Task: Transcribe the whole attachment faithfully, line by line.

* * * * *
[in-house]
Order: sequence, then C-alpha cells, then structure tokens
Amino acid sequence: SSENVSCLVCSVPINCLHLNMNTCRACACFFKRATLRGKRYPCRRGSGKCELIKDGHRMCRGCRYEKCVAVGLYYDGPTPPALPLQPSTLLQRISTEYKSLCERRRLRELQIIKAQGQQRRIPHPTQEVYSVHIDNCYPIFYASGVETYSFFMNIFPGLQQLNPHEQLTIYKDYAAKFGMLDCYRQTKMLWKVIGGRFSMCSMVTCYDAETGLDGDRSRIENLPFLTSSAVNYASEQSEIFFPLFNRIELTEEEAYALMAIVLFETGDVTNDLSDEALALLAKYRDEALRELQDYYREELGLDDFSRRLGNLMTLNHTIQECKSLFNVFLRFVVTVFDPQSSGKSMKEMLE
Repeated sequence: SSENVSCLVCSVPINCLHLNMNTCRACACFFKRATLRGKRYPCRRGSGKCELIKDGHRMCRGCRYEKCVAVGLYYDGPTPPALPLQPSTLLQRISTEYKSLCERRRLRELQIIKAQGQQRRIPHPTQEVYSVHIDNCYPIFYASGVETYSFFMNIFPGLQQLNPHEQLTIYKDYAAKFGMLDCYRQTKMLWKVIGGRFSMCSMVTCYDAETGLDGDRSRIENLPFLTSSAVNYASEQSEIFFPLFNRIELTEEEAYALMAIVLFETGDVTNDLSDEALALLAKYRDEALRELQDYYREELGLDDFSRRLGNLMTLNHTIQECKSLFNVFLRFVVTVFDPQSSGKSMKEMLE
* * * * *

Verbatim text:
[in-house]
Order: sequence, then C-alpha cells, then structure tokens
Amino acid sequence: SSENVSCLVCSVPINCLHLNMNTCRACACFFKRATLRGKRYPCRRGSGKCELIKDGHRMCRGCRYEKCVAVGLYYDGPTPPALPLQPSTLLQRISTEYKSLCERRRLRELQIIKAQGQQRRIPHPTQEVYSVHIDNCYPIFYASGVETYSFFMNIFPGLQQLNPHEQLTIYKDYAAKFGMLDCYRQTKMLWKVIGGRFSMCSMVTCYDAETGLDGDRSRIENLPFLTSSAVNYASEQSEIFFPLFNRIELTEEEAYALMAIVLFETGDVTNDLSDEALALLAKYRDEALRELQDYYREELGLDDFSRRLGNLMTLNHTIQECKSLFNVFLRFVVTVFDPQSSGKSMKEMLE
Repeated sequence: SSENVSCLVCSVPINCLHLNMNTCRACACFFKRATLRGKRYPCRRGSGKCELIKDGHRMCRGCRYEKCVAVGLYYDGPTPPALPLQPSTLLQRISTEYKSLCERRRLRELQIIKAQGQQRRIPHPTQEVYSVHIDNCYPIFYASGVETYSFFMNIFPGLQQLNPHEQLTIYKDYAAKFGMLDCYRQTKMLWKVIGGRFSMCSMVTCYDAETGLDGDRSRIENLPFLTSSAVNYASEQSEIFFPLFNRIELTEEEAYALMAIVLFETGDVTNDLSDEALALLAKYRDEALRELQDYYREELGLDDFSRRLGNLMTLNHTIQECKSLFNVFLRFVVTVFDPQSSGKSMKEMLE